I was working on a project regarding building a high power LED driver as a excitation light to excite the florescence in the plant tissue. I want to turn the LED on and off at around 200Hz~10KHz.I came up with the following circuit: enter image description here

After finish building the circuit, I want to measure the voltage across the LED. First of all, I am not exactly sure if the way I measured is correct. I put the two probes in the anode and cathode of LED separately and use math function in oscilloscope to subtract it and then I got the wave form of voltage across the LED. BTW, I don't have differential probes.

The waveform I expected to get should be when I turn the MOSFET off, the voltage across LED should be 0 and when I turn the MOSFET on, the voltage across LED should be almost like 14V.

However, I end up getting something like this: I apply the PWM signal to the gate of the MOSFET at 200Hz shown below(yellow wave)

Then the green wave is LED's cathode and the blue wave is LED's anode shown below

After using math function subtract it, I got the pink waveform like this:

enter image description here

As you can see here, the LED seems does not fully turn off. When the MOSFET is off, there are still some voltage across the LED.

Anyone familiar with why it causes this problem? Anyone has any idea how to solve this problem and to modify the circuit?Do you have any other way to drive and turn the lexuon rebel LED on and off?

I appreciate any help you can give to me!

The LED I use is luxeon Rebel Royal Blue(three of them in series )

The MOSFET I use is STP14NK50ZFP


1 Answer 1


You should measure the voltage across the 3 ohm resistor rather than across the LED. That will represent the current, and current is pretty much proportional to brightness.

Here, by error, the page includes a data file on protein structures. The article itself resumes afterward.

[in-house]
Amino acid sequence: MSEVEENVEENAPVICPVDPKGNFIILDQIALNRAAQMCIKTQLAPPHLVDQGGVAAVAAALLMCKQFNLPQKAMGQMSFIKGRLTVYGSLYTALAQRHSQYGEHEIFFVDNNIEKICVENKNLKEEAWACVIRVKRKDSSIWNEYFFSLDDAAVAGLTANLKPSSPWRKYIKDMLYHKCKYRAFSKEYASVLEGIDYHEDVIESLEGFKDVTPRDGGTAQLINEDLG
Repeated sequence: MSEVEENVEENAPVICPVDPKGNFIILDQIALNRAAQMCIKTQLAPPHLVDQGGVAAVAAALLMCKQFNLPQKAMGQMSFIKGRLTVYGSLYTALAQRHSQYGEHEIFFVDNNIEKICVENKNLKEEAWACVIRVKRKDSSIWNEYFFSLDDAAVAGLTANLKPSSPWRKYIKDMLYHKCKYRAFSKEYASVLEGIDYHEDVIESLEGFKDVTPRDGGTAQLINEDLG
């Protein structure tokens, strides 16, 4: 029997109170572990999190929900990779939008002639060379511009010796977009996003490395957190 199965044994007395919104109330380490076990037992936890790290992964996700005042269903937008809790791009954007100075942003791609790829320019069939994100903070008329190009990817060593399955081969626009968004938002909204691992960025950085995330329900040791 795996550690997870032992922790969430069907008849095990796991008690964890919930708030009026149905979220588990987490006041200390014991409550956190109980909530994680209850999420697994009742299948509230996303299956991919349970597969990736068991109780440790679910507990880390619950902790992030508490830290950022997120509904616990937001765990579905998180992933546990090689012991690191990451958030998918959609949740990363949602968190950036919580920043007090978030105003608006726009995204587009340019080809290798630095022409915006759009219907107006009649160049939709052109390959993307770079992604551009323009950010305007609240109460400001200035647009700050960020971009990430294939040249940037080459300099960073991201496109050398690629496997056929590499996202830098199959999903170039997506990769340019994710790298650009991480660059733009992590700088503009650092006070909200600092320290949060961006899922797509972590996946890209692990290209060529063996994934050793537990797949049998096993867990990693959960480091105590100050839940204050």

Make sure that your 3\$\Omega\$ resistor is non-inductive (not wirewound) type.

Voltage is only loosely related to brightness in an LED. If you insist on measuring the voltage across the LED, put a 200\$\Omega\$ 1W non-inductive resistor across it.


simulate this circuit – Schematic created using CircuitLab

Plot without R4

enter image description here

With R4

enter image description here

  • \$\begingroup\$ Thank you! I am still confused that how to I verify the LED has been fully turned off when the MOSFET is off? \$\endgroup\$
    – haharat
    Aug 7, 2015 at 18:35
  • \$\begingroup\$ If the current is close to zero, then the LED is fully turned off. \$\endgroup\$ Aug 7, 2015 at 18:38
  • \$\begingroup\$ The voltage across the resistor is around 0V when the MOSFET is turning off. But can you explain again why measure the voltage across LED does not make sense to say that the LED has been turned off? \$\endgroup\$
    – haharat
    Aug 7, 2015 at 19:21
  • \$\begingroup\$ The MOSFET has D-S capacitance and the LED has capacitance (and your probe has a high impedance) so the LED voltage will tend to go somewhere in-between the LED Vf(on) and 0V, then slowly change to a different voltage based on leakages and input impedance (probably close to 0V). \$\endgroup\$ Aug 7, 2015 at 19:46
  • \$\begingroup\$ Please see edit above showing a simulation with and without the resistor. The 10M represents the probe impedance. You can see the LED voltage drops to only about 600mV during the 50usec off period (but the current is close to zero). With the resistor, the small amount of energy in the capacitance is quickly drained off and the LED voltage drops to close to zero very quickly. \$\endgroup\$ Aug 7, 2015 at 19:58

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